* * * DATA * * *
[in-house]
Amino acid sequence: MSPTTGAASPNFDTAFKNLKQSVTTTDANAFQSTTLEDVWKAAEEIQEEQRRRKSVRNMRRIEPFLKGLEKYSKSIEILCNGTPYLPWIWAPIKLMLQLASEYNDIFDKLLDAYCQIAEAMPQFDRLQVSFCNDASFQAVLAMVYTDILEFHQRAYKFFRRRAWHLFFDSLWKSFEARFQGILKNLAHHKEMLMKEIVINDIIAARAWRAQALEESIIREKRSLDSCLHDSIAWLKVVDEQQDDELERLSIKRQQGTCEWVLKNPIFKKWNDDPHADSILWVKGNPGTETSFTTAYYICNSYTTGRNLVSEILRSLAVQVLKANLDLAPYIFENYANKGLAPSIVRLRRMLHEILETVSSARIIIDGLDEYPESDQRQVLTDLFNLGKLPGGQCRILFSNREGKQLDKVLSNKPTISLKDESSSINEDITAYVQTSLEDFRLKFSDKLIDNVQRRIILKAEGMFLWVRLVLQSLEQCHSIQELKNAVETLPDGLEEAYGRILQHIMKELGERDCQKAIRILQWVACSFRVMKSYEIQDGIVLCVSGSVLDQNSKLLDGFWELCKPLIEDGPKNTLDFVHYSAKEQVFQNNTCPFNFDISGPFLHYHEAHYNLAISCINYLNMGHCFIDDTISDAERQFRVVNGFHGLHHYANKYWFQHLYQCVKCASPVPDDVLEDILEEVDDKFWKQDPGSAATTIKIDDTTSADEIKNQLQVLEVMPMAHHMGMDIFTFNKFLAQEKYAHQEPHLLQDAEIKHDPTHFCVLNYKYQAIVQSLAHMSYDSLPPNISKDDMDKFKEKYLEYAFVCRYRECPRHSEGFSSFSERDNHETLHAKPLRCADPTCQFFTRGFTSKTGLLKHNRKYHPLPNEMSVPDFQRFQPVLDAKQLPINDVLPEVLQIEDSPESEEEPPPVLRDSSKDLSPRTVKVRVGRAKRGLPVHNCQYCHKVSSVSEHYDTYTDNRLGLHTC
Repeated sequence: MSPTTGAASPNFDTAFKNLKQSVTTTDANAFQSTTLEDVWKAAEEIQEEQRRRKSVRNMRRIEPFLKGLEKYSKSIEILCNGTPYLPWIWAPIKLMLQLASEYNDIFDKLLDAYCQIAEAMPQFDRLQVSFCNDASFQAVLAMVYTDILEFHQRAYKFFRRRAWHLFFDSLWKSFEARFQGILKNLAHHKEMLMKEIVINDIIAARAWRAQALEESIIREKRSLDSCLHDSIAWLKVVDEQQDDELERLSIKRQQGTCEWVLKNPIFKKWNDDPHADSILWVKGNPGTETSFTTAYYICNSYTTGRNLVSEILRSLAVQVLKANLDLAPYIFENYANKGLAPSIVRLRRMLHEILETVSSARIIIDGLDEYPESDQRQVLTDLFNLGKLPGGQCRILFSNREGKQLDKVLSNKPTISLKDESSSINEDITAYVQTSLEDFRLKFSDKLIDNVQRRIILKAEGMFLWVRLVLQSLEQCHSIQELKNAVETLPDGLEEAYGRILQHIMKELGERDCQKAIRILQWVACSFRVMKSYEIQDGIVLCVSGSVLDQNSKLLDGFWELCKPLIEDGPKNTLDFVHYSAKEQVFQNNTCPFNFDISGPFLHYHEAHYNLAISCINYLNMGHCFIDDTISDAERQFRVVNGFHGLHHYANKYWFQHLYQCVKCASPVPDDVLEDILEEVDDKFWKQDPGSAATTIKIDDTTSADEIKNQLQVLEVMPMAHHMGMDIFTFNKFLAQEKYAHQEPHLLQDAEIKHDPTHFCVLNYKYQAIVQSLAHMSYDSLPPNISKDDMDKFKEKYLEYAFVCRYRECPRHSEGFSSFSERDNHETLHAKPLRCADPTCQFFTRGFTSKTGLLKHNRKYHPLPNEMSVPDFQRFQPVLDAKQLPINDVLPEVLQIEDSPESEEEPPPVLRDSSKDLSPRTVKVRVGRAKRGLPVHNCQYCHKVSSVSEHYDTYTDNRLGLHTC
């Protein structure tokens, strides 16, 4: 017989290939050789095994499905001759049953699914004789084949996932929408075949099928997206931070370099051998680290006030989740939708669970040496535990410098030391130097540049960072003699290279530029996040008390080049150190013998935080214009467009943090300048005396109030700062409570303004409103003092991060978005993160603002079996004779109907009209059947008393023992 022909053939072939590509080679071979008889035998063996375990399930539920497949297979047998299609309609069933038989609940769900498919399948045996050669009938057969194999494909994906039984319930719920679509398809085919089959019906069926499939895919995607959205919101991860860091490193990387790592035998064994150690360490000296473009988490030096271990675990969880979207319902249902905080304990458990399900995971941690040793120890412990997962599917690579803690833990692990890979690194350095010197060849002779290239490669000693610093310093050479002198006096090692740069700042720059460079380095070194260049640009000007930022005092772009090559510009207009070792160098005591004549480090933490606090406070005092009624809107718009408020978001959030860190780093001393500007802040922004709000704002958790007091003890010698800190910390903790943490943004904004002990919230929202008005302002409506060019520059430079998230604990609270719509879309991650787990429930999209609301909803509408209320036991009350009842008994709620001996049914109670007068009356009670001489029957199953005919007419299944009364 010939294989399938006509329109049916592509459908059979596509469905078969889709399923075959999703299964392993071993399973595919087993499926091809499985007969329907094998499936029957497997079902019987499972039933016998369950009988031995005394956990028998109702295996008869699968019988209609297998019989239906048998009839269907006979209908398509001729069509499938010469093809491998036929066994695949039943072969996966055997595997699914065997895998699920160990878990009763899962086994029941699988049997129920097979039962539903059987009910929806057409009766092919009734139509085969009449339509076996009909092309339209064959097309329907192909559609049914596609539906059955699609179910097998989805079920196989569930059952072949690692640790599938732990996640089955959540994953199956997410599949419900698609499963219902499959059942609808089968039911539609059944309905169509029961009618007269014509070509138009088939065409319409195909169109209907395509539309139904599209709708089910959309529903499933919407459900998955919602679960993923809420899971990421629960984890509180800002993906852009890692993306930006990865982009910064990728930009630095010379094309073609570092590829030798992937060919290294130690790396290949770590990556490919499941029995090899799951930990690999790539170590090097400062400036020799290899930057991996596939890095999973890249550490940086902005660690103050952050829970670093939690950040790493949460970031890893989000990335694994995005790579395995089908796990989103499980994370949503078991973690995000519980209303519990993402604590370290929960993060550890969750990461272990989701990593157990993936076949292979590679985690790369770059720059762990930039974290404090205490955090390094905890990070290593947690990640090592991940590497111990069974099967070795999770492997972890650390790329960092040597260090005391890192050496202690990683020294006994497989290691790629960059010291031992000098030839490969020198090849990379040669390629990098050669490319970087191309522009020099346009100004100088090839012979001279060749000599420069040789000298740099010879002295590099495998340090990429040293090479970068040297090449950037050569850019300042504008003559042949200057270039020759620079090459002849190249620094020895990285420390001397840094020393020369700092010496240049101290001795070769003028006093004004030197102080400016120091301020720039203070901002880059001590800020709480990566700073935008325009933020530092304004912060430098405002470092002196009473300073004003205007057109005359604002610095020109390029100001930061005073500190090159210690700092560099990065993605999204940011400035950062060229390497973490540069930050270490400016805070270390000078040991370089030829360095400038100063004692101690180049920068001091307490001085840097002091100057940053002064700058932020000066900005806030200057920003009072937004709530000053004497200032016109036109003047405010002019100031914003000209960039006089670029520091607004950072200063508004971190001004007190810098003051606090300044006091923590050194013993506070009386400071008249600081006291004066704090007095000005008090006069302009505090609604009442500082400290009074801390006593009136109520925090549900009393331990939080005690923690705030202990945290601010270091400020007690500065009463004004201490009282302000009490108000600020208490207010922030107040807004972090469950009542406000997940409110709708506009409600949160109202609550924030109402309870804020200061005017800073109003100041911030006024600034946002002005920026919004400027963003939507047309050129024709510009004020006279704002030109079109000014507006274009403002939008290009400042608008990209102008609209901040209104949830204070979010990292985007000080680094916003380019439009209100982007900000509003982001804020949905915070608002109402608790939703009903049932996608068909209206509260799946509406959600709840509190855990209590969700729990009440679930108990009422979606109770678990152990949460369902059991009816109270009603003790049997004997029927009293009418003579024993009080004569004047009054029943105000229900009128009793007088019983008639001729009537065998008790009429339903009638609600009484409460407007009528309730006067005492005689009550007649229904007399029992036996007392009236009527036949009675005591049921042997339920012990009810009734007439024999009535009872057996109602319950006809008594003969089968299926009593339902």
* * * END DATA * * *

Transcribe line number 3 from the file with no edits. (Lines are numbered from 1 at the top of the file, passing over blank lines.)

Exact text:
Repeated sequence: MSPTTGAASPNFDTAFKNLKQSVTTTDANAFQSTTLEDVWKAAEEIQEEQRRRKSVRNMRRIEPFLKGLEKYSKSIEILCNGTPYLPWIWAPIKLMLQLASEYNDIFDKLLDAYCQIAEAMPQFDRLQVSFCNDASFQAVLAMVYTDILEFHQRAYKFFRRRAWHLFFDSLWKSFEARFQGILKNLAHHKEMLMKEIVINDIIAARAWRAQALEESIIREKRSLDSCLHDSIAWLKVVDEQQDDELERLSIKRQQGTCEWVLKNPIFKKWNDDPHADSILWVKGNPGTETSFTTAYYICNSYTTGRNLVSEILRSLAVQVLKANLDLAPYIFENYANKGLAPSIVRLRRMLHEILETVSSARIIIDGLDEYPESDQRQVLTDLFNLGKLPGGQCRILFSNREGKQLDKVLSNKPTISLKDESSSINEDITAYVQTSLEDFRLKFSDKLIDNVQRRIILKAEGMFLWVRLVLQSLEQCHSIQELKNAVETLPDGLEEAYGRILQHIMKELGERDCQKAIRILQWVACSFRVMKSYEIQDGIVLCVSGSVLDQNSKLLDGFWELCKPLIEDGPKNTLDFVHYSAKEQVFQNNTCPFNFDISGPFLHYHEAHYNLAISCINYLNMGHCFIDDTISDAERQFRVVNGFHGLHHYANKYWFQHLYQCVKCASPVPDDVLEDILEEVDDKFWKQDPGSAATTIKIDDTTSADEIKNQLQVLEVMPMAHHMGMDIFTFNKFLAQEKYAHQEPHLLQDAEIKHDPTHFCVLNYKYQAIVQSLAHMSYDSLPPNISKDDMDKFKEKYLEYAFVCRYRECPRHSEGFSSFSERDNHETLHAKPLRCADPTCQFFTRGFTSKTGLLKHNRKYHPLPNEMSVPDFQRFQPVLDAKQLPINDVLPEVLQIEDSPESEEEPPPVLRDSSKDLSPRTVKVRVGRAKRGLPVHNCQYCHKVSSVSEHYDTYTDNRLGLHTC